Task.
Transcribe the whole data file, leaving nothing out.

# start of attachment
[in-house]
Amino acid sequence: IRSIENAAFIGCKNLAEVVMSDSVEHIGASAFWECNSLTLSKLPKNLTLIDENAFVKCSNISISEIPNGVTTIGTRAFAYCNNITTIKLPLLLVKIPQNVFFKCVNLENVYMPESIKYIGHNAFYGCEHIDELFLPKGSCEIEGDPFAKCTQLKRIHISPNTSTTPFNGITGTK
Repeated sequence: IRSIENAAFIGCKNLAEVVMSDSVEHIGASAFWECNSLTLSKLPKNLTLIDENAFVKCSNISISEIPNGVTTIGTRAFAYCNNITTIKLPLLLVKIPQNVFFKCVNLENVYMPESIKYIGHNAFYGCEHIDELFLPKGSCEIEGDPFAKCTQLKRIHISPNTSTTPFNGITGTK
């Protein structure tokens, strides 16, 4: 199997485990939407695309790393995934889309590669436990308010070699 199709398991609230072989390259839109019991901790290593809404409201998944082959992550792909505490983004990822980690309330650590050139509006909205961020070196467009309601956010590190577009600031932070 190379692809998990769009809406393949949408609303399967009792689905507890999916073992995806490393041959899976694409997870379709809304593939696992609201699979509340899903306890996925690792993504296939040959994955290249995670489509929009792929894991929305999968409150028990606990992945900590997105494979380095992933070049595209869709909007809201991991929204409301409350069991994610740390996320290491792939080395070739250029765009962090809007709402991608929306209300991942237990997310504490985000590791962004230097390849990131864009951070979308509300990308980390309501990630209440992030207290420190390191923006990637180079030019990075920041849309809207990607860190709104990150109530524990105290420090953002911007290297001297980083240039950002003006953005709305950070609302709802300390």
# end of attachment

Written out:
[in-house]
Amino acid sequence: IRSIENAAFIGCKNLAEVVMSDSVEHIGASAFWECNSLTLSKLPKNLTLIDENAFVKCSNISISEIPNGVTTIGTRAFAYCNNITTIKLPLLLVKIPQNVFFKCVNLENVYMPESIKYIGHNAFYGCEHIDELFLPKGSCEIEGDPFAKCTQLKRIHISPNTSTTPFNGITGTK
Repeated sequence: IRSIENAAFIGCKNLAEVVMSDSVEHIGASAFWECNSLTLSKLPKNLTLIDENAFVKCSNISISEIPNGVTTIGTRAFAYCNNITTIKLPLLLVKIPQNVFFKCVNLENVYMPESIKYIGHNAFYGCEHIDELFLPKGSCEIEGDPFAKCTQLKRIHISPNTSTTPFNGITGTK
């Protein structure tokens, strides 16, 4: 199997485990939407695309790393995934889309590669436990308010070699 199709398991609230072989390259839109019991901790290593809404409201998944082959992550792909505490983004990822980690309330650590050139509006909205961020070196467009309601956010590190577009600031932070 190379692809998990769009809406393949949408609303399967009792689905507890999916073992995806490393041959899976694409997870379709809304593939696992609201699979509340899903306890996925690792993504296939040959994955290249995670489509929009792929894991929305999968409150028990606990992945900590997105494979380095992933070049595209869709909007809201991991929204409301409350069991994610740390996320290491792939080395070739250029765009962090809007709402991608929306209300991942237990997310504490985000590791962004230097390849990131864009951070979308509300990308980390309501990630209440992030207290420190390191923006990637180079030019990075920041849309809207990607860190709104990150109530524990105290420090953002911007290297001297980083240039950002003006953005709305950070609302709802300390």